Appeals Court Bats Down Kobach Request To Overturn Contempt Finding

Kansas Secretary of State Kris Kobach and Vice Chairman of the Presidential Advisory Commission on Election Integrity attends the first meeting of the Commission at The White House in Washington, DC, July 19, 2017. C... Kansas Secretary of State Kris Kobach and Vice Chairman of the Presidential Advisory Commission on Election Integrity attends the first meeting of the Commission at The White House in Washington, DC, July 19, 2017. Credit: Chris Kleponis / CNP - NO WIRE SERVICE - Photo by: Chris Kleponis/picture-alliance/dpa/AP Images MORE LESS
|
May 22, 2018 2:54 p.m.

An appeals court dismissed Tuesday a request by Kansas Secretary of State Kris Kobach to overturn a federal judge’s finding that he was in contempt of court. The three-judge panel of the 10th U.S. Circuit Court of Appeals said in its dismissal that Kobach had appealed the contempt finding prematurely.

“Although the district court stated that it was imposing sanctions, specific sanctions
have not yet been imposed,” the judges wrote. “Here, not only has the district court not issued findings of fact and conclusions of law or final judgment, the district court has not determined a discernable amount of sanctions.”

U.S. District Judge Julie Robinson found Kobach in contempt of court last month for his failure to follow her order temporarily blocking the state’s proof-of-citizenship voter registration requirement for the 2016 election. She knocked Kobach for failing to ensure that affected voters received the voter registration confirmation cards that typically go out to voters, and for not correcting an election workers manual posted online to reflect her order.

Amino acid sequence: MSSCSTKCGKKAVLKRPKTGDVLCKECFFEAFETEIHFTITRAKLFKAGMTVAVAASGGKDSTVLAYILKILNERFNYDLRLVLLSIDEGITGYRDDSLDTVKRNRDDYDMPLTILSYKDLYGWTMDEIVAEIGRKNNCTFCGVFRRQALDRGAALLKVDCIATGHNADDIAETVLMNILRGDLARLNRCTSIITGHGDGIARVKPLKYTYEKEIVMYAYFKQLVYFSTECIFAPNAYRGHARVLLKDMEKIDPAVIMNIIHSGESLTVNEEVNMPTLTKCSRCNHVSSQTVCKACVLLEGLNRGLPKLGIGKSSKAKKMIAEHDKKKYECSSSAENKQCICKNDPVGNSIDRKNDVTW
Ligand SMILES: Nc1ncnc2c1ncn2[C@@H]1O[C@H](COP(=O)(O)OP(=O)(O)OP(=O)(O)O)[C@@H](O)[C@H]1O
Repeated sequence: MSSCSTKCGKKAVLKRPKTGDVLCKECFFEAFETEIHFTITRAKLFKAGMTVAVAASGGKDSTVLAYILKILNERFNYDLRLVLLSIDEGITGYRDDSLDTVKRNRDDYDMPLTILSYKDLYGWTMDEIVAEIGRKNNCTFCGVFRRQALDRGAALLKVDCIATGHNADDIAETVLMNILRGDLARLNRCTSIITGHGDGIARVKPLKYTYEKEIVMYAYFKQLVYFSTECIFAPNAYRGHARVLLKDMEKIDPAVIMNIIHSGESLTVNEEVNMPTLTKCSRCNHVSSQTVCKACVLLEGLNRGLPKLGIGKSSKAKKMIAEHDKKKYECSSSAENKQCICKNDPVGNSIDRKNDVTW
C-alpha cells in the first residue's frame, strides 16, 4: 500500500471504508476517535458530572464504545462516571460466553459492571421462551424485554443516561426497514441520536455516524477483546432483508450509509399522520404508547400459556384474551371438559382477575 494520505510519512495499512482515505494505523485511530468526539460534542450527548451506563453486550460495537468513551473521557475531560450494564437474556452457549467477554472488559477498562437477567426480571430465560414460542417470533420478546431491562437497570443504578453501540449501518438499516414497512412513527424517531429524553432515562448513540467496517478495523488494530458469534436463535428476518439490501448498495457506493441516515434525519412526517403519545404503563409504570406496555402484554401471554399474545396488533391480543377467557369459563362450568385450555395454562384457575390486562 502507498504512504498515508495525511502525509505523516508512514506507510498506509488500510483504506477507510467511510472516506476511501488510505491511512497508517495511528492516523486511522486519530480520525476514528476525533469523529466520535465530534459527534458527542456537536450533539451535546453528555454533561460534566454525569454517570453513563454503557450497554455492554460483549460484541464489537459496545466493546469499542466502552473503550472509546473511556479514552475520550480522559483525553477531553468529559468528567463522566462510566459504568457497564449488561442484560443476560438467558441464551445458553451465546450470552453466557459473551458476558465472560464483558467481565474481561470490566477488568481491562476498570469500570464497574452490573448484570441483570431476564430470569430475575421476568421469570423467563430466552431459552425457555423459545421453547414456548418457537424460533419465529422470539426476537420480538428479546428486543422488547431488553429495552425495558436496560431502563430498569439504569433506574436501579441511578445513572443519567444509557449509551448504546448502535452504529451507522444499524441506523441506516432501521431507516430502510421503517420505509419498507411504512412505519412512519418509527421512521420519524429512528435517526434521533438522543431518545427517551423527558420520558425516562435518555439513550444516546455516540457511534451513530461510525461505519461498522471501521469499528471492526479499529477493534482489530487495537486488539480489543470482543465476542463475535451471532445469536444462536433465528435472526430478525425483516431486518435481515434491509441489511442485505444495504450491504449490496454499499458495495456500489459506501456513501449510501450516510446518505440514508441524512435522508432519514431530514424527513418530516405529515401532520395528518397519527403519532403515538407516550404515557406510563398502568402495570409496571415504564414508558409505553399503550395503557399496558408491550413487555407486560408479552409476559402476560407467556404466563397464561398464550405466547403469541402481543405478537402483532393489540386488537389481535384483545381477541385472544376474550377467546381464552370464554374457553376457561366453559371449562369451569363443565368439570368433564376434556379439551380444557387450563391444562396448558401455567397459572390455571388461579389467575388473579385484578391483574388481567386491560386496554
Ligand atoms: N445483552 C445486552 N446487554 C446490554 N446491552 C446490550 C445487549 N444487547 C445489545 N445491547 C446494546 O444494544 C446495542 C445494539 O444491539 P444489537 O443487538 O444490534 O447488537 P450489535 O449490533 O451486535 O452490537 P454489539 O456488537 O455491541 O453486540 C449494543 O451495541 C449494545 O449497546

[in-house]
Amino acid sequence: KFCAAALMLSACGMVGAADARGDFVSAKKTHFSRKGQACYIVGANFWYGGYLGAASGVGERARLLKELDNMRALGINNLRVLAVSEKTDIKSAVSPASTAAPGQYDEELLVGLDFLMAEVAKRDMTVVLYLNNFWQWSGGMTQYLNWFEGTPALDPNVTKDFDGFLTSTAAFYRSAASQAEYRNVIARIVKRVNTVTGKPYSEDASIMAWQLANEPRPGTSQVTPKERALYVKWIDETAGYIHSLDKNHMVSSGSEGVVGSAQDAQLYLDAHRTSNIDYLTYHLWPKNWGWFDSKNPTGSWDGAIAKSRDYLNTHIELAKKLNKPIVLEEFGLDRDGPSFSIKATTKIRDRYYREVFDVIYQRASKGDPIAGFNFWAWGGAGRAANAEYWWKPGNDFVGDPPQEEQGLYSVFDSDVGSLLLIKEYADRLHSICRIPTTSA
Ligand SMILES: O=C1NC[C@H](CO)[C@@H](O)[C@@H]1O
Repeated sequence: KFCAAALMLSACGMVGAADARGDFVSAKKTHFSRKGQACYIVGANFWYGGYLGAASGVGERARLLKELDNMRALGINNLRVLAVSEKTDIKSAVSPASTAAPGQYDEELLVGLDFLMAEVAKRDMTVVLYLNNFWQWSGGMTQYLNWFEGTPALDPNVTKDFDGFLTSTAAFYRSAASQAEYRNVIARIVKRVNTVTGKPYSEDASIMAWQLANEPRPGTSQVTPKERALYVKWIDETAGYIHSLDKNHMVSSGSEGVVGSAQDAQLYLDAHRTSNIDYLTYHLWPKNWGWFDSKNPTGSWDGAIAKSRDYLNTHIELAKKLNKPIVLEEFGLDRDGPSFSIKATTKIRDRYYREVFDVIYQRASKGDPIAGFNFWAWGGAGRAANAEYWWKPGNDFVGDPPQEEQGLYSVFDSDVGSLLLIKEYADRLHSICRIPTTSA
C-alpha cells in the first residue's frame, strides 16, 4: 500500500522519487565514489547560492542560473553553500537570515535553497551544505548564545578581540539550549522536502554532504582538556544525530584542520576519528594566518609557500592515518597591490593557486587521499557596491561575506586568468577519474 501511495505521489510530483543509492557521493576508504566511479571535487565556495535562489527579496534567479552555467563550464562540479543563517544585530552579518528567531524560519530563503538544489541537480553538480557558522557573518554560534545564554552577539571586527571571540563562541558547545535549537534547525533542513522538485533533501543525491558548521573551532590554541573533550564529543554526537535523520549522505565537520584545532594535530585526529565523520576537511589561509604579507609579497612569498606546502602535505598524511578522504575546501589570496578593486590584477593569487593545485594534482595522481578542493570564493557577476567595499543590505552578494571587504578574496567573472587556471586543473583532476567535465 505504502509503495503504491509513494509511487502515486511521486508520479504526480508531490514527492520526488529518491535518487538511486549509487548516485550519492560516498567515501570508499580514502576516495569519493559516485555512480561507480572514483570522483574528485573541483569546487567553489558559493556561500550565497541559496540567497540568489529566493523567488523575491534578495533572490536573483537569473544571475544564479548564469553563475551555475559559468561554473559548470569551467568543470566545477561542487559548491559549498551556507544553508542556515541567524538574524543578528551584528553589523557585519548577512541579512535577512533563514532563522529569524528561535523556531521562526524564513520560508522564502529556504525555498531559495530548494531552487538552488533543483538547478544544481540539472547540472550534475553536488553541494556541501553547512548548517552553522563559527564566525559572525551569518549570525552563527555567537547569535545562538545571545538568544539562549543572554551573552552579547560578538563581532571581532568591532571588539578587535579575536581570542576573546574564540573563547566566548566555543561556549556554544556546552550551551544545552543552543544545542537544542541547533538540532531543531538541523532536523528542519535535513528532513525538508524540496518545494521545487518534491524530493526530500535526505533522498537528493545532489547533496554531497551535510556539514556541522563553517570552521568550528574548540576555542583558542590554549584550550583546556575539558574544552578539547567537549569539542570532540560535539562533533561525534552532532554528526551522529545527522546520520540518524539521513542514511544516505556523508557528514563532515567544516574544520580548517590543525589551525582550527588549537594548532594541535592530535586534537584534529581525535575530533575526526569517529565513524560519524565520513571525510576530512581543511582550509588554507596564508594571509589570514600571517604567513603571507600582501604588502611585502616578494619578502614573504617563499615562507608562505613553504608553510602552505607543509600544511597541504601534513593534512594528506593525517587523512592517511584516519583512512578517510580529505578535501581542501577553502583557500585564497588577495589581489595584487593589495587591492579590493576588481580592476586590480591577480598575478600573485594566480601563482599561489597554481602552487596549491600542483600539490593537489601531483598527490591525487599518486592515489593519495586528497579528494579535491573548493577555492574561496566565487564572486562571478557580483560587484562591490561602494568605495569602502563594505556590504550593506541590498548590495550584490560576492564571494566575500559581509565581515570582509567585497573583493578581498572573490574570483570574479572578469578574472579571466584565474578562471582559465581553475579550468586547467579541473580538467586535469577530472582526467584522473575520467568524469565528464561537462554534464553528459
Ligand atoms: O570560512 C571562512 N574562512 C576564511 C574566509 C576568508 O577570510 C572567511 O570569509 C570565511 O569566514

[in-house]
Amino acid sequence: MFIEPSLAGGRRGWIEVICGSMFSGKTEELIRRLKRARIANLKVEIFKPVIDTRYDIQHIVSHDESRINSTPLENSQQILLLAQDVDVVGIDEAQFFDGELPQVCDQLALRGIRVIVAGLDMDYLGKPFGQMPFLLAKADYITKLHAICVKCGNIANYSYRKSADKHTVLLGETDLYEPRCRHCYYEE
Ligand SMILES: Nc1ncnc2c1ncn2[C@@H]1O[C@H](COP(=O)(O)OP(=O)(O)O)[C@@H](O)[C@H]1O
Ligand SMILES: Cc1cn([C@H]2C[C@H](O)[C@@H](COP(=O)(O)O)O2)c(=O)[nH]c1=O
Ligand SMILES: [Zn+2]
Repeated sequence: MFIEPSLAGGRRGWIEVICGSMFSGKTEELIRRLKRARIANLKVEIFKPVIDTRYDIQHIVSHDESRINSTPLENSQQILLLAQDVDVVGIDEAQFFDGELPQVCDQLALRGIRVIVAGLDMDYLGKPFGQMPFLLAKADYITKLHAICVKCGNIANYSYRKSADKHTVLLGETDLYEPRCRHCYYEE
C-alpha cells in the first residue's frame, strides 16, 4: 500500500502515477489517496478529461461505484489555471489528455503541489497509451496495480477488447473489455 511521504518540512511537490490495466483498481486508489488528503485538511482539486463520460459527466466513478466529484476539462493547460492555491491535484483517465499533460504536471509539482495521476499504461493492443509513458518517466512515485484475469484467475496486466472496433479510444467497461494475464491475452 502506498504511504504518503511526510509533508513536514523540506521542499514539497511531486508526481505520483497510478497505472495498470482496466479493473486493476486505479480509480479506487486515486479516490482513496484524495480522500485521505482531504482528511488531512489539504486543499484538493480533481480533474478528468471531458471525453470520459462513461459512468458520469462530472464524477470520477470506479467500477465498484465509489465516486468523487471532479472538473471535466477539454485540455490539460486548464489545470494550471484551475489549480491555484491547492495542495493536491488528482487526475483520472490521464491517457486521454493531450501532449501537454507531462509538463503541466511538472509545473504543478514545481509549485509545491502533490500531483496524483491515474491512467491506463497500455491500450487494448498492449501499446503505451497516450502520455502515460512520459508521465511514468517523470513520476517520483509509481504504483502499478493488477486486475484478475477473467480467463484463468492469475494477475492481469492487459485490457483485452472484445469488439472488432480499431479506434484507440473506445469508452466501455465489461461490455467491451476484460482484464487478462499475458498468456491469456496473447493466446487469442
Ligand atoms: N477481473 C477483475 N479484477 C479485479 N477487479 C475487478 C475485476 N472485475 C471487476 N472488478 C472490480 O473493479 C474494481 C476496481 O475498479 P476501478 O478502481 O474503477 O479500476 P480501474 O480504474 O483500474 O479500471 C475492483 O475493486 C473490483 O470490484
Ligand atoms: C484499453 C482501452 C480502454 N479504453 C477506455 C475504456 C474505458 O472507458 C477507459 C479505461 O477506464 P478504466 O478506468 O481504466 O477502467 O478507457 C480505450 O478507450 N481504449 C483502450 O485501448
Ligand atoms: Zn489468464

Newsletters
Get TPM in your inbox, twice weekly.
Your subscription could not be saved. Please try again.
Your subscription has been successful.

Her ruling on the merits of the proof-of-citizenship requirement, which was challenged by the ACLU and others, is expected in the weeks to come. She is also still being briefed on the attorneys fees she is requiring Kobach to pay related to the contempt motion.

At the trial in March, Kobach — who is representing himself rather than relying on Kansas’ attorney general — and his legal team ran into a number of issues following proper trial procedure.

Read the appeals court’s dismissal of his contempt-of-court appeal below:

Latest Muckraker
Comments
Masthead Masthead
Founder & Editor-in-Chief:
Executive Editor:
Managing Editor:
Associate Editor:
Investigations Desk:
Reporters:
Newswriters:
Senior Editor for Content Strategy and Audience Development:
Editor at Large:
General Counsel:
Publisher:
Head of Product:
Director of Technology:
Associate Publisher:
Front End Developer:
Senior Designer: